Offsides calls, often difficult, are subject to VAR.getty images
The Arab Cup that kicked off last week in Qatar is, in many ways, a dress rehearsal for the 2022 World Cup that begins in that country next November. One of the key innovations under trial is what FIFA has billed as its “semi-automated offside technology,” a supplement to the existing Video Assistant Referee system to help with one of the sport’s more vexing rules.
A FIFA spokesperson declined to identify the participating technology companies, saying only that there was not one single provider. But SportTechie has learned that Hawk-Eye’s skeletal tracking system is one of the providers for the Arab Cup matches. (ChyronHego is also developing a tracking system for this FIFA offsides project.) Sony-owned Hawk-Eye uses as many as 12 cameras to track 18 points on each player’s body at 50 frames per second, triangulating that data to create 3D positions. The official offsides rule requires consideration of every body part capable of scoring — i.e. everything but the arms and hands.
Current uses of VAR to govern offsides calls still require human input to draw a line marking where the deepest, non-goalkeeping defensive player is on the pitch. That process is tedious, time-intensive and subject to some human interpretation. The semi-automated system — powered primarily by tracking cameras and AI software — will make that determination in a half-second. If a goal is scored and a player is deemed offsides, that information is relayed from the VAR room to the on-field referee.
“The reason why we call it semi-automated offside is because it’s still, at the end, the VAR who has to validate and confirm the proposed offside line and the proposed kick point that comes out of the software,” football technology and innovation director Johannes Holzmüller told FIFA’s Living Football show. “And then the VAR informs the referee on the pitch about the decision.”
Full automation is a particular challenge given the nature of the written rule, which dictates players are only penalized if “involved in active play.”
“Technology can draw a line, but the assessment of an interference with play or with an opponent remains in a referee’s hands,” added FIFA chief refereeing officer Pierluigi Collina. “So the involvement of referees in the assessment of the offside remains crucial and final.”
Hawk-Eye Innovations first provided its goal line technology at the 2012 FIFA Club World Cup, and began expanding its capabilities a few years ago when FIFA began soliciting solutions for automating all or part of offside detection.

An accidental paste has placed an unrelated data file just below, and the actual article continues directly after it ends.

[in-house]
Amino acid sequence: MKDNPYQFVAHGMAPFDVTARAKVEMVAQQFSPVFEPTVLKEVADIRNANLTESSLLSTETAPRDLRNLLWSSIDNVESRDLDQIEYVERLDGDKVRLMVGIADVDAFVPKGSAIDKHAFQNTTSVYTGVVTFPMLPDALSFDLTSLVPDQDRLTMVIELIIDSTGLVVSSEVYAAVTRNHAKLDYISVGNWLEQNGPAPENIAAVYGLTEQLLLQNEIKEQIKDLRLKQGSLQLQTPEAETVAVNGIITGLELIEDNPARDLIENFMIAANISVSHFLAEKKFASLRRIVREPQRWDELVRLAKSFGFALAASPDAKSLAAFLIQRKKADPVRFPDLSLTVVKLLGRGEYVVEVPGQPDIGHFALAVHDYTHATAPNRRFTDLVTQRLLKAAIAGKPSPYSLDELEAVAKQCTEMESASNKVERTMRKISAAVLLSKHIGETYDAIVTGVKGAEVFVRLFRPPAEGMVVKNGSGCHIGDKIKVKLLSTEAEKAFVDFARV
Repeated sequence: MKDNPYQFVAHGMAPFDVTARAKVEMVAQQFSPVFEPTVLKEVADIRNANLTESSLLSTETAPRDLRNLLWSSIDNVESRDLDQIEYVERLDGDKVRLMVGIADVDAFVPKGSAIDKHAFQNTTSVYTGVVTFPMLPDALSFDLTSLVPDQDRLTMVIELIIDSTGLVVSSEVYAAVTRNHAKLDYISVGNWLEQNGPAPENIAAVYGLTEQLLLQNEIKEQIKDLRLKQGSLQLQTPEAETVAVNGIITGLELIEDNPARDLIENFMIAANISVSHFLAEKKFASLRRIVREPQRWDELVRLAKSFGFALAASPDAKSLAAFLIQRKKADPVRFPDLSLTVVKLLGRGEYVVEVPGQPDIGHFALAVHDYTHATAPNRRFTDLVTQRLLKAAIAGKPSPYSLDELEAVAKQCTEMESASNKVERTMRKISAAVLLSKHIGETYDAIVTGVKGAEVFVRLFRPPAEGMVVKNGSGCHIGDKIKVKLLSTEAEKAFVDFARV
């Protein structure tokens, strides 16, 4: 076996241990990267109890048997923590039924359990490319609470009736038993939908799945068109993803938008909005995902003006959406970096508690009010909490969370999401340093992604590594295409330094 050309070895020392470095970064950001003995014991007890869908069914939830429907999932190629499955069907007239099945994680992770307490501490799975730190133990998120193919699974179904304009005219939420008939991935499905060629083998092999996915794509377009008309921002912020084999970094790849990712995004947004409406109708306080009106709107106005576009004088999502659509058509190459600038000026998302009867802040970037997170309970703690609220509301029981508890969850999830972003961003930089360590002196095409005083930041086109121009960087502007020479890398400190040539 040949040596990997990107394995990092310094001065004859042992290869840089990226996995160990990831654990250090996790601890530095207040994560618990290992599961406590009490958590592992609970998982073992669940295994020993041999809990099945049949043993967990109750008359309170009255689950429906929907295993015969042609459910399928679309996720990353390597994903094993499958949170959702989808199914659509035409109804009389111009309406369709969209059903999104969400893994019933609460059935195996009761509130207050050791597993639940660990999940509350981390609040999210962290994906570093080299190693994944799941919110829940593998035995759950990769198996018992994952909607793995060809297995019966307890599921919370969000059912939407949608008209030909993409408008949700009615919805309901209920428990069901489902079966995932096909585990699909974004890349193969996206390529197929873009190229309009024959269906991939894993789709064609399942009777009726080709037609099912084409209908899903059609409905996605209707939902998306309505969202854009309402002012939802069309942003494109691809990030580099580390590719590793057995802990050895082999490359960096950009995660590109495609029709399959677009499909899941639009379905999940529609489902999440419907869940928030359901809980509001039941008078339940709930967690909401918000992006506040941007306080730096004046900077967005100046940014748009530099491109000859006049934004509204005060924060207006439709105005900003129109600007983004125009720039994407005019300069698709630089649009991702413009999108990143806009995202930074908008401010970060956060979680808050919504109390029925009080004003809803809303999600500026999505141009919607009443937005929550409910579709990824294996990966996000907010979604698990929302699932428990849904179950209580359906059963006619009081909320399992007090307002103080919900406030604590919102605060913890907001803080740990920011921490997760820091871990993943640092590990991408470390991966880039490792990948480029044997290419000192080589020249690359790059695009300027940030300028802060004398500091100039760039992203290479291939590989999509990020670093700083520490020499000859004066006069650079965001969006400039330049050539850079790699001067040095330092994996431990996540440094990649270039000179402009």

Last August, before FIFA revealed its plans for the Arab Cup, Hawk-Eye global commercial director Peter Irwin explained the benefits of the technology his company was developing. “We all know the offside rule isn’t the simplest thing. But we’re confident we’ll be able to deliver the semi-automatic offside system. We are waiting for football to give its seal of approval for it to be used live.”
The three main benefits, Irwin said, are accuracy, consistency and the speed of a verdict. Much as Hawk-Eye’s tool for tennis is rarely questioned, the company plans to present a similar authoritative view for FIFA.
“So even if it is a millimeter difference, you’ll be able to get into the best position to show that, and we’ll be able to visualize it in the most accepting way to sell the decision,” he said.
VAR’s World Cup debut came in 2018. Beyond FIFA’s scope, five regional confederations and 47 national football associations have implemented it for important competitions with, Collina said, another 100 in varying stages of interest and preparation to add it. Part of the FIFA President’s Vision 2020-2023 is to also develop a lighter, more affordable VAR technology. Current offsides reviews in the Premier League and other circuits commonly take two minutes due to the manual line placement.
“We can say that the number of major mistakes are dramatically reduced but, nevertheless, there are areas where it might be improved and certainly offside is one of them,” Collina said, noting that his charges are accepting of the VAR offsides tech.
From its array of cameras, Hawk-Eye can create digital renderings from any vantage point on the pitch. Hawk-Eye doesn’t track eye movement but does record the direction each player is facing. Using that as a proxy, the Unreal Engine can essentially create 3D point-of-view graphics and replays that have broad use cases for fan engagement. Manchester City recently announced a new plan to do just that.
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